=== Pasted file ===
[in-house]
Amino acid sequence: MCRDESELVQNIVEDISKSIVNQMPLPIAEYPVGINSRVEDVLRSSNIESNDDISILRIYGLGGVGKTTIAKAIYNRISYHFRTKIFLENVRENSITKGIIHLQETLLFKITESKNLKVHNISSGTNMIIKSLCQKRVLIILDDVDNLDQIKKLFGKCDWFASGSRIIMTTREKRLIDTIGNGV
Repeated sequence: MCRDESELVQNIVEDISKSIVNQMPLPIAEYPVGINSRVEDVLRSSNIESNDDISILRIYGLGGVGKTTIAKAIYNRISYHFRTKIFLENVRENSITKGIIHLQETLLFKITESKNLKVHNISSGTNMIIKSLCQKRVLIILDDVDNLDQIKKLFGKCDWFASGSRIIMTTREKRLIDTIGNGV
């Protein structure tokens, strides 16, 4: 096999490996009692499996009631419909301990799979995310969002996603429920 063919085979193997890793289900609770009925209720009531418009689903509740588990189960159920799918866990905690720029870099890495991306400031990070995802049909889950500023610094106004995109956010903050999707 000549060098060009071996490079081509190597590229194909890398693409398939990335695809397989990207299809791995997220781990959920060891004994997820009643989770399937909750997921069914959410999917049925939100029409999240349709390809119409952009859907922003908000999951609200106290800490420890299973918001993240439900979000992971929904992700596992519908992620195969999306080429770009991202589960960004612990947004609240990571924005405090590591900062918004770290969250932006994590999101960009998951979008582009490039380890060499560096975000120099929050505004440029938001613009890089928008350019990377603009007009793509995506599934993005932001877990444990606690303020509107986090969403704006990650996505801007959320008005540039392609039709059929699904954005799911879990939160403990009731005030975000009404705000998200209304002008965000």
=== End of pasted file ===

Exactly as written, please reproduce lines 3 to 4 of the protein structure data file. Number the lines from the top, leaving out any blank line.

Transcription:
Repeated sequence: MCRDESELVQNIVEDISKSIVNQMPLPIAEYPVGINSRVEDVLRSSNIESNDDISILRIYGLGGVGKTTIAKAIYNRISYHFRTKIFLENVRENSITKGIIHLQETLLFKITESKNLKVHNISSGTNMIIKSLCQKRVLIILDDVDNLDQIKKLFGKCDWFASGSRIIMTTREKRLIDTIGNGV
């Protein structure tokens, strides 16, 4: 096999490996009692499996009631419909301990799979995310969002996603429920 063919085979193997890793289900609770009925209720009531418009689903509740588990189960159920799918866990905690720029870099890495991306400031990070995802049909889950500023610094106004995109956010903050999707 000549060098060009071996490079081509190597590229194909890398693409398939990335695809397989990207299809791995997220781990959920060891004994997820009643989770399937909750997921069914959410999917049925939100029409999240349709390809119409952009859907922003908000999951609200106290800490420890299973918001993240439900979000992971929904992700596992519908992620195969999306080429770009991202589960960004612990947004609240990571924005405090590591900062918004770290969250932006994590999101960009998951979008582009490039380890060499560096975000120099929050505004440029938001613009890089928008350019990377603009007009793509995506599934993005932001877990444990606690303020509107986090969403704006990650996505801007959320008005540039392609039709059929699904954005799911879990939160403990009731005030975000009404705000998200209304002008965000």